Rare Daguerreotype of a Hessian aircraft captured near Trenton by General Washington.
In June of 1775, the Continental Congress created a unified Army out of the Revolutionary Forces encamped around Boston and New York, and named after the great George Washington, commander in chief. The Continental Army suffered a bitter winter of Valley Forge, found glory across the waters of the Delaware and seized victory from Cornwallis of Yorktown.
Our Army manned the air, it rammed the ramparts, it took over the airports, it did everything it had to do, and at Fort McHenry, under the rocket’s red glare it had nothing but victory. And when dawn came, their star-spangled banner waved defiant.
——Speech by President Trump.
Of course the Enemies of the People, the paid professional journalists, are calling in their pet experts this morning to explain to the American public that the British did not have airports during the Revolutionary War, which is the kind of valuable service that makes us recall why we need paid professional journalists.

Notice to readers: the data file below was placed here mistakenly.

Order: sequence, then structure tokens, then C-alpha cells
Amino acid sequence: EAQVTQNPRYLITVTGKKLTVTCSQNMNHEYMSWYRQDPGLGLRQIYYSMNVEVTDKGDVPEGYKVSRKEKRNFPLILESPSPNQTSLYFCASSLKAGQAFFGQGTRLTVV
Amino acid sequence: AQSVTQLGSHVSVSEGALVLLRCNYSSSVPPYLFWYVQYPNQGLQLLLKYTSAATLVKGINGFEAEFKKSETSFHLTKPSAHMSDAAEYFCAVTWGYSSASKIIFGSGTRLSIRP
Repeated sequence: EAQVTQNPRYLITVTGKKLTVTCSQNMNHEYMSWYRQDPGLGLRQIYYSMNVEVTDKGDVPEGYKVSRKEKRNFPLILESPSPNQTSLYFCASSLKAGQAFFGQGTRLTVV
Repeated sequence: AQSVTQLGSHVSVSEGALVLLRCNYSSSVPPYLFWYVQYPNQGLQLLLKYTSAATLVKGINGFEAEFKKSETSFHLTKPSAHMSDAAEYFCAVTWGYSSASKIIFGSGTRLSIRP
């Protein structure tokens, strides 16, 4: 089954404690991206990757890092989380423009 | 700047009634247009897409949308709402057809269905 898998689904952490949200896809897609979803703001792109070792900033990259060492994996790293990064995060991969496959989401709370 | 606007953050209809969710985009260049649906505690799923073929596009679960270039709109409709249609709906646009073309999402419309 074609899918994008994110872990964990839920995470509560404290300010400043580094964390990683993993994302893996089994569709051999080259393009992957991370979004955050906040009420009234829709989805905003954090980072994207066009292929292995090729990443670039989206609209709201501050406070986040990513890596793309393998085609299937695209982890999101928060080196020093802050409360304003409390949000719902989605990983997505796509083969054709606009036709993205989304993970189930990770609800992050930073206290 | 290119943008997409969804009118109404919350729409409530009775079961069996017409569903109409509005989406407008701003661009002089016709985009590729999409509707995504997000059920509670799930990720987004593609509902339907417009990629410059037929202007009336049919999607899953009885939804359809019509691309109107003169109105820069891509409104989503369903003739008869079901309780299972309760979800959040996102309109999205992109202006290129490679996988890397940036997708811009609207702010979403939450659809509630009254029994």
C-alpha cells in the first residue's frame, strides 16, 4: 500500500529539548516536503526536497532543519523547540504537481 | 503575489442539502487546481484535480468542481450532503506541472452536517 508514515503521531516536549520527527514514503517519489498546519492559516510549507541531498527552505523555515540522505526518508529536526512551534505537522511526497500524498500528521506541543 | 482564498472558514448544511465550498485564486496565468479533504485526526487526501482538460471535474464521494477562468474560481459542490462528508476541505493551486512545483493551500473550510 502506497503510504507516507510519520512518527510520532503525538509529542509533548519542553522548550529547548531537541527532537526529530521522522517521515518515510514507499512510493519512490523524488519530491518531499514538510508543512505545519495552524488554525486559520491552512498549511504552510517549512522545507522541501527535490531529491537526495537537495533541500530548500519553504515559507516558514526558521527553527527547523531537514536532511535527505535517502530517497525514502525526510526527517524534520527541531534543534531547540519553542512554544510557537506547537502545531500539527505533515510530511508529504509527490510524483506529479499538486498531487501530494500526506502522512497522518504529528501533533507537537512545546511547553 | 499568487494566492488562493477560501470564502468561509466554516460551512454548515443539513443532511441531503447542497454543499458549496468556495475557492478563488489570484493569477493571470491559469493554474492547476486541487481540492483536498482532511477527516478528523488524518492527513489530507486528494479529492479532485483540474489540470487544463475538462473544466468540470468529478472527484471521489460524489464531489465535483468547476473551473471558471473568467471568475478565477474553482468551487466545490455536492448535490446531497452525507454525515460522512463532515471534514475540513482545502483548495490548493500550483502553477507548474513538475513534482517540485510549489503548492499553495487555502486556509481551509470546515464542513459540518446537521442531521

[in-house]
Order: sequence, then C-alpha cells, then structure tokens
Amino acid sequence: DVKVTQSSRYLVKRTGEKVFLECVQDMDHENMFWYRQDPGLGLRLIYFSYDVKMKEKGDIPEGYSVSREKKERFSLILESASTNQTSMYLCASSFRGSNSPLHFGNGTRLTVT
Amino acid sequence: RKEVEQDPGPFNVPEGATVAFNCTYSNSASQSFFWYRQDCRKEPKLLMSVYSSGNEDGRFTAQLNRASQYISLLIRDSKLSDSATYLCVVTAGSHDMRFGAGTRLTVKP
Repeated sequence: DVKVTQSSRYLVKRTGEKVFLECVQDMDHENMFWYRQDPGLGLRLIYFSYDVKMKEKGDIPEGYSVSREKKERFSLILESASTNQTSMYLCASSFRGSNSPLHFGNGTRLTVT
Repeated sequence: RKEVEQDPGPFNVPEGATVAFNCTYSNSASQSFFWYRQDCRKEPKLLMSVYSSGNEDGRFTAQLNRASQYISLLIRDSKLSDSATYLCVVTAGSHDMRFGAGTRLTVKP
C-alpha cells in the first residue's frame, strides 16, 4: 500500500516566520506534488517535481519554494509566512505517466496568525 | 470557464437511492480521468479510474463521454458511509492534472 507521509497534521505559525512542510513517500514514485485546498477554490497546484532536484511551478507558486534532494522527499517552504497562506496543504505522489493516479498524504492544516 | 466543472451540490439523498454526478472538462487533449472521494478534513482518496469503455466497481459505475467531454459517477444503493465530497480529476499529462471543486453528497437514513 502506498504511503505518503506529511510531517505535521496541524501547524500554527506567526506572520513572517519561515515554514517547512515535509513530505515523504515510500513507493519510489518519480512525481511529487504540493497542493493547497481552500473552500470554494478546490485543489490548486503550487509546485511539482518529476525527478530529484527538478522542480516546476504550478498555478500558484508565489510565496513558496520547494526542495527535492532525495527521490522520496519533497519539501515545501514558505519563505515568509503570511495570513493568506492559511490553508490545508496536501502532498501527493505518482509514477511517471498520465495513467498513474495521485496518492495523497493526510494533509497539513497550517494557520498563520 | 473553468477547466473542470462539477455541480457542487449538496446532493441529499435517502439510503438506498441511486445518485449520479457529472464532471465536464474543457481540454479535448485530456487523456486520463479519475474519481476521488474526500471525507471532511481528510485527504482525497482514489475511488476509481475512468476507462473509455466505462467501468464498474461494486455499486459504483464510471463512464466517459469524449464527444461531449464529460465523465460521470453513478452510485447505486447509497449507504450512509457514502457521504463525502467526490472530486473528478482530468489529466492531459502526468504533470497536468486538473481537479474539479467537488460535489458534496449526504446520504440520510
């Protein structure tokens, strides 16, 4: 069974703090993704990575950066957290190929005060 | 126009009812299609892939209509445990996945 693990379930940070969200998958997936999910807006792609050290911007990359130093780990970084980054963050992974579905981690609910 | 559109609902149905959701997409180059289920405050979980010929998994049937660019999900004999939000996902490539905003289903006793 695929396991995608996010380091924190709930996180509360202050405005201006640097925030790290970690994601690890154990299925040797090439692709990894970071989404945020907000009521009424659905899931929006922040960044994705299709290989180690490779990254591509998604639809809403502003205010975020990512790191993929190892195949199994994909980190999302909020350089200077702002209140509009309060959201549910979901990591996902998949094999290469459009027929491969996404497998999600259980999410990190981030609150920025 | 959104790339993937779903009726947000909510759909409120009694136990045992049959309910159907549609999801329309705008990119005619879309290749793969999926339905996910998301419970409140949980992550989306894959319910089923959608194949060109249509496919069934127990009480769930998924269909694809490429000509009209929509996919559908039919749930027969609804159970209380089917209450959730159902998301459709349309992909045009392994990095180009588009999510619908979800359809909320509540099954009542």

Dr. Boli was born just after that war came to a successful conclusion (from the American point of view; from the British point of view it was not all that could have been hoped for), so he does not personally remember it; but he does remember the War of 1812 vividly, and he is quite sure that air power played at best a trivial role in that conflict. He is also sure that there was no Fort McHenry in the Revolutionary War; that was built when Dr. Boli was a strapping young lad of fifteen or so, which makes it quite modern in his eyes.
Dr. Boli was imagining the scene among the speechwriters on July 3. “He’ll never say that,” one of them is saying. The other says, “I’ll bet you a pizza he will.” “You’re on,” says the first.
But now that we have had our fun, if we examine the speech closely, we find that it is not an example of monumental historical ignorance. It is an example of why you treat your speechwriters well: because if you make their lives twenty-four hours a day of terror, all the good ones will quit, and you will be left with the ones who struggle to make a connected narrative out of the simplest facts. The speech was supposed to be about America’s victories in all its wars; it was simply mixed up and incoherent. A good writer would not have that problem, but the good writers have all found better jobs.